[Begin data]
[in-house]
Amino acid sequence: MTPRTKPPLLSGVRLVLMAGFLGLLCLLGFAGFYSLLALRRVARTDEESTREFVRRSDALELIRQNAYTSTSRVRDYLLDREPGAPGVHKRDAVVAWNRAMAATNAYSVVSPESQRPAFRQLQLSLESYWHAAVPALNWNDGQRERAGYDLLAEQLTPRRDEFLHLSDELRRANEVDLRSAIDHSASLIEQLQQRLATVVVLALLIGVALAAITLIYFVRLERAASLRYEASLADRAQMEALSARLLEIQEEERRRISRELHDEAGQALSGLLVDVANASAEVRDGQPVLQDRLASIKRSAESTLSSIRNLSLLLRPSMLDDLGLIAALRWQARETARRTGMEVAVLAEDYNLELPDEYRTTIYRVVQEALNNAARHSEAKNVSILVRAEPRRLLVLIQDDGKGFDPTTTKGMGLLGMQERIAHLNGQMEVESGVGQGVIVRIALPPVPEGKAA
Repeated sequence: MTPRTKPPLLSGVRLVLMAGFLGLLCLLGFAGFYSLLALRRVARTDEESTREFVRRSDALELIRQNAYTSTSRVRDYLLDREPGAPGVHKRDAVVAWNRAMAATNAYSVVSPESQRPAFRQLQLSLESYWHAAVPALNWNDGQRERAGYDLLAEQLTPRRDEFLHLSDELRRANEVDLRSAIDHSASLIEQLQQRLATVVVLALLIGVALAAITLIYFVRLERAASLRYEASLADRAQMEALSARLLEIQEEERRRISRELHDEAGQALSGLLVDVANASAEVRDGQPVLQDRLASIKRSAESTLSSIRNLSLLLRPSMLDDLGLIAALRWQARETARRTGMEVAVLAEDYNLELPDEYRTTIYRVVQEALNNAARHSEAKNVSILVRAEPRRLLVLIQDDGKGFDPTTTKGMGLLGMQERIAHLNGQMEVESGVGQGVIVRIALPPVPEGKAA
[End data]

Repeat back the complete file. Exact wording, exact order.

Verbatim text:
[in-house]
Amino acid sequence: MTPRTKPPLLSGVRLVLMAGFLGLLCLLGFAGFYSLLALRRVARTDEESTREFVRRSDALELIRQNAYTSTSRVRDYLLDREPGAPGVHKRDAVVAWNRAMAATNAYSVVSPESQRPAFRQLQLSLESYWHAAVPALNWNDGQRERAGYDLLAEQLTPRRDEFLHLSDELRRANEVDLRSAIDHSASLIEQLQQRLATVVVLALLIGVALAAITLIYFVRLERAASLRYEASLADRAQMEALSARLLEIQEEERRRISRELHDEAGQALSGLLVDVANASAEVRDGQPVLQDRLASIKRSAESTLSSIRNLSLLLRPSMLDDLGLIAALRWQARETARRTGMEVAVLAEDYNLELPDEYRTTIYRVVQEALNNAARHSEAKNVSILVRAEPRRLLVLIQDDGKGFDPTTTKGMGLLGMQERIAHLNGQMEVESGVGQGVIVRIALPPVPEGKAA
Repeated sequence: MTPRTKPPLLSGVRLVLMAGFLGLLCLLGFAGFYSLLALRRVARTDEESTREFVRRSDALELIRQNAYTSTSRVRDYLLDREPGAPGVHKRDAVVAWNRAMAATNAYSVVSPESQRPAFRQLQLSLESYWHAAVPALNWNDGQRERAGYDLLAEQLTPRRDEFLHLSDELRRANEVDLRSAIDHSASLIEQLQQRLATVVVLALLIGVALAAITLIYFVRLERAASLRYEASLADRAQMEALSARLLEIQEEERRRISRELHDEAGQALSGLLVDVANASAEVRDGQPVLQDRLASIKRSAESTLSSIRNLSLLLRPSMLDDLGLIAALRWQARETARRTGMEVAVLAEDYNLELPDEYRTTIYRVVQEALNNAARHSEAKNVSILVRAEPRRLLVLIQDDGKGFDPTTTKGMGLLGMQERIAHLNGQMEVESGVGQGVIVRIALPPVPEGKAA